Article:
Order giving sweeping powers to Enforcement RTOs welcomed

An order of the Transport Commissioner dated February 9 providing sweeping powers to the 14 Enforcement Regional Transport Officers (RTOs) in the State and about 350 uniformed personnel under them has widely been welcomed, even as a section of officers say this can affect their primary task of enforcing road-safety rules.

As per the order, the Enforcement RTO {RTO(E)} concerned will be the convener of the District Road Safety Council in place of the RTO, who hitherto wielded this responsibility. The RTO(E) has also been authorised to suspend driving licences of erring motorists, if the need arose.

In addition, the RTO(E) (or the motor vehicle inspector (MVI) designated by him) ought to inspect vehicles involved in accidents according to the area each enforcement squad operates in – a responsibility hitherto of the RTO (or the MVI designated by him) concerned. The order comes with a caveat that all ‘administrative works’ relating to the suspension of driving licences (which the RTO(E) must henceforth do) shall continue to be carried out in the regional transport offices.

Welcoming the order, a senior Motor Vehicles department (MVD) official says the enforcement personnel can execute these additional tasks, if their manpower is increased. “Their duties now cover rule enforcement and prompt response at accident spots. But the subsequent inspection of vehicles involved in accidents used to be done by personnel from the RTO office concerned, consuming the time of both sets of officials.”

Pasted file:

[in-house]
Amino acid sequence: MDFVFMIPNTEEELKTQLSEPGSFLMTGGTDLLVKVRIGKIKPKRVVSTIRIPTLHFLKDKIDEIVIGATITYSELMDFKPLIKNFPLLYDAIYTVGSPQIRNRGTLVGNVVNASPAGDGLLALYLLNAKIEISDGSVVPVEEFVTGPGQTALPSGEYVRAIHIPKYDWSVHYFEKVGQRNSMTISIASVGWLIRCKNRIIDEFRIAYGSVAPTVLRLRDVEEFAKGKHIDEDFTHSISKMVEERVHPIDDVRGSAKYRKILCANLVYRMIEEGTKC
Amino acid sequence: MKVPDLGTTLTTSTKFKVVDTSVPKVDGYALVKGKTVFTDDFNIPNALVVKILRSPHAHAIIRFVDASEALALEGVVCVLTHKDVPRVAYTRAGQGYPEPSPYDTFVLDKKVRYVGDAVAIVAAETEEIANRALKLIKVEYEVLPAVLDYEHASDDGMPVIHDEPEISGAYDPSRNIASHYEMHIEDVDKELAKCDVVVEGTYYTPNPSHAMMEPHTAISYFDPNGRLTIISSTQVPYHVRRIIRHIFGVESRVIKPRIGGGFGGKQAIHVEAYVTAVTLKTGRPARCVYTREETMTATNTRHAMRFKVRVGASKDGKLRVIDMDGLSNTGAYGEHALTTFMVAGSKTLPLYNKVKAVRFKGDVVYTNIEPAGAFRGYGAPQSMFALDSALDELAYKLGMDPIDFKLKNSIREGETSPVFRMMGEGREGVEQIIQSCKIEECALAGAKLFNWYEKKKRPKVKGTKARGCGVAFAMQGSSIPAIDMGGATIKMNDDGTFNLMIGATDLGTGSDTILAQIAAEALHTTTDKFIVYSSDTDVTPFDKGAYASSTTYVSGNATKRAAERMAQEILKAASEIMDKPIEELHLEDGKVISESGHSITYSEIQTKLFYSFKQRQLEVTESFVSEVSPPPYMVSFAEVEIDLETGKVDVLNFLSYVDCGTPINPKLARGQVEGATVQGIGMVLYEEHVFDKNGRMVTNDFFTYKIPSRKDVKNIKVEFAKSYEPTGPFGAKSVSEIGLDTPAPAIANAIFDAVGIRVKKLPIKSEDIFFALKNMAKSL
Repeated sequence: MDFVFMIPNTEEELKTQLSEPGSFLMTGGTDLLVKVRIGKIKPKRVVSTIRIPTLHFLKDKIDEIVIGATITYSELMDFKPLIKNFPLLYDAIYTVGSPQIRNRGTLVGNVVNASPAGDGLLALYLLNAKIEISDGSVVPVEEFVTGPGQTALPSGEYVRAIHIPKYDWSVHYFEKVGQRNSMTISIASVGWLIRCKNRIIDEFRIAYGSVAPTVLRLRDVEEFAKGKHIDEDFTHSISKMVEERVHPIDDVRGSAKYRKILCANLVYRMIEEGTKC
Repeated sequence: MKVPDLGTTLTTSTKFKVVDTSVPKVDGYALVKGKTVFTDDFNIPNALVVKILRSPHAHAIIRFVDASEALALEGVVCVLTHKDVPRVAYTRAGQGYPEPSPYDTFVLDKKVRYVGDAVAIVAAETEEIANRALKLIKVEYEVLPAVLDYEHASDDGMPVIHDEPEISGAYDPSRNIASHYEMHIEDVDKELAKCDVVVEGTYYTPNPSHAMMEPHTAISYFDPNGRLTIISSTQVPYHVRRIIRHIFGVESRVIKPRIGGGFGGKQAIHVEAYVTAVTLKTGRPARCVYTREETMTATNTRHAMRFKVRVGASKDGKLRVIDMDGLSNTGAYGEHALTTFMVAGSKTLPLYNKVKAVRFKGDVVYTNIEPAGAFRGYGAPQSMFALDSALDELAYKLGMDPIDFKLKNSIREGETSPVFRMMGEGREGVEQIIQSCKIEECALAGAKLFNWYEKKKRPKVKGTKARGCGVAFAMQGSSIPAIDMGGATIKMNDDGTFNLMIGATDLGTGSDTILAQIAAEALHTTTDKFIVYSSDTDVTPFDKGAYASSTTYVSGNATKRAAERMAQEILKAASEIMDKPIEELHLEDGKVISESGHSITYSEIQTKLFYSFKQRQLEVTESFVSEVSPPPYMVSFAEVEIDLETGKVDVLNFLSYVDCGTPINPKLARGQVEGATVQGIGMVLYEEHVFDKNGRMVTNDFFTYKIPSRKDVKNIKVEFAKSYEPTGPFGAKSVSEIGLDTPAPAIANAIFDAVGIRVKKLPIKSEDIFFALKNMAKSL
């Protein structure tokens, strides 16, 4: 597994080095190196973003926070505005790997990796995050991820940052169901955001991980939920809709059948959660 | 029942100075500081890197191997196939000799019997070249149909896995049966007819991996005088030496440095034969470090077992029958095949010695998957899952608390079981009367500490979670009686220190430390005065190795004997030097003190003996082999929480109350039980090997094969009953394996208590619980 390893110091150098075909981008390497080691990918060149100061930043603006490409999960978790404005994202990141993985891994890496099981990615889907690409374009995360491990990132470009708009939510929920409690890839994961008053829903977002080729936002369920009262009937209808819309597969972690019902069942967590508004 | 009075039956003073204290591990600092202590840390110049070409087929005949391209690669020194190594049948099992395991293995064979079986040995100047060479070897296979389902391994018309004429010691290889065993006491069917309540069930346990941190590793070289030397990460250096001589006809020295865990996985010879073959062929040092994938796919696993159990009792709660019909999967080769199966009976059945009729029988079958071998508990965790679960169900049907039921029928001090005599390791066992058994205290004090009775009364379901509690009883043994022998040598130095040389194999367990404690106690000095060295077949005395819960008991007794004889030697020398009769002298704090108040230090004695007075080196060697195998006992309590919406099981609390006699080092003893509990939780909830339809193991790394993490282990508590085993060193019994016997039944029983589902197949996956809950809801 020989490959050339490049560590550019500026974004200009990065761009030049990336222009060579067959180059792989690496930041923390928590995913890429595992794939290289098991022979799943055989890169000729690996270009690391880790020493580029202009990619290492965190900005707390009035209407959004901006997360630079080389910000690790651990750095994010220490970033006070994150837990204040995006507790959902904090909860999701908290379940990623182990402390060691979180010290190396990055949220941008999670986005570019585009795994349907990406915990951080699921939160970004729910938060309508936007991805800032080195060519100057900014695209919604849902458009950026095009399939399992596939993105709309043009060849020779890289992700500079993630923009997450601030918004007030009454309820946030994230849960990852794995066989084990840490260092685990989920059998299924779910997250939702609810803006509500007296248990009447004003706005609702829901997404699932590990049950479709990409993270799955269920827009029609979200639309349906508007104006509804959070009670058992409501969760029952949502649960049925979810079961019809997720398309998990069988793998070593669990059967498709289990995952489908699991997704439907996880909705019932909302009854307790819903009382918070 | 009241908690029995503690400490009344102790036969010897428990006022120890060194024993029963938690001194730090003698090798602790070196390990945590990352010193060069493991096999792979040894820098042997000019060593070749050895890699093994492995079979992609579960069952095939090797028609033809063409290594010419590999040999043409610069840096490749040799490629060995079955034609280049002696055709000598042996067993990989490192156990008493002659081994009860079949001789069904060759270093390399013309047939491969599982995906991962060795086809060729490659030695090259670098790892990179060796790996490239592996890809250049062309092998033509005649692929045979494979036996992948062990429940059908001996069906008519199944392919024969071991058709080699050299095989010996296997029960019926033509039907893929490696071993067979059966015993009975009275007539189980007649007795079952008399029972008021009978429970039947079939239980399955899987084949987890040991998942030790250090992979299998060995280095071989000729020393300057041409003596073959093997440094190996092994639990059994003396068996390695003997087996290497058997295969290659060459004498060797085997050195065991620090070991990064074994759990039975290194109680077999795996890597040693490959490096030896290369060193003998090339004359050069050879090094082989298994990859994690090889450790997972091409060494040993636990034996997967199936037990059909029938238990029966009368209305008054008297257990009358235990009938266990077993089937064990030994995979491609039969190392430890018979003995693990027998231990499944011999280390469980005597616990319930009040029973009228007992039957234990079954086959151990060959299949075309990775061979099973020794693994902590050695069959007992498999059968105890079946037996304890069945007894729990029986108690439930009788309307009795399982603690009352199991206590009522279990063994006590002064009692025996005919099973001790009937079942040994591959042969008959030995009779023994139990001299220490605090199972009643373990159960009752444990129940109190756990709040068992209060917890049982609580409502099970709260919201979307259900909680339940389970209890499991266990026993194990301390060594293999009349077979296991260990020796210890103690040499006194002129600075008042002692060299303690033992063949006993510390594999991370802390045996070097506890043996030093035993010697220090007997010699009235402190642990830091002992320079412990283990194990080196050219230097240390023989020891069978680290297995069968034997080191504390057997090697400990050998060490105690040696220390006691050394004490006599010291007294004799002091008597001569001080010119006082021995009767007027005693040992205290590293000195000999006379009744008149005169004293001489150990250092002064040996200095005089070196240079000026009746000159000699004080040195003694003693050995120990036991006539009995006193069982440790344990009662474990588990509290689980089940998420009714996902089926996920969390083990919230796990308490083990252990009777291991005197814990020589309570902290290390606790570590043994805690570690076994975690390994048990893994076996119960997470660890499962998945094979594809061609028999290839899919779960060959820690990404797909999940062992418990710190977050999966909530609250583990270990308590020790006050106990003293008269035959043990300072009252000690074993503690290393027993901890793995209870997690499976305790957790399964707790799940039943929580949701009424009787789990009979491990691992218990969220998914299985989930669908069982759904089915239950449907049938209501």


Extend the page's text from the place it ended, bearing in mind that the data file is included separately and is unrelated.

He says the suspension of driving licences too needs timely changes and the order has taken care of that. Henceforth, the RTO(E) will be able to suspend the licence of motorists who flout safety norms on the spot, depending on the gravity of the offence.

The officer will also be able to issue a notice to suspend the licence, based on feedback from the MVI concerned. This will do away with the cumbersome procedures and the delay in suspending the licence, when regular RTOs wielded the power. Moreover, enforcement personnel are better placed to take a decision on suspending the licence as they get to see the offence first hand, he adds.

Taking a critical stance, another MVD official says motorists can question before court the RTO (E) suspending their driving licence, since it is issued by the regular RTO who heads the regional transport office. “The system in vogue till the GO was issued was better, since enforcement personnel could focus on enforcing safety norms, while administrative and other works were done by personnel of the RTO office,” he says.

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Printable version | Jun 24, 2022 3:26:31 am |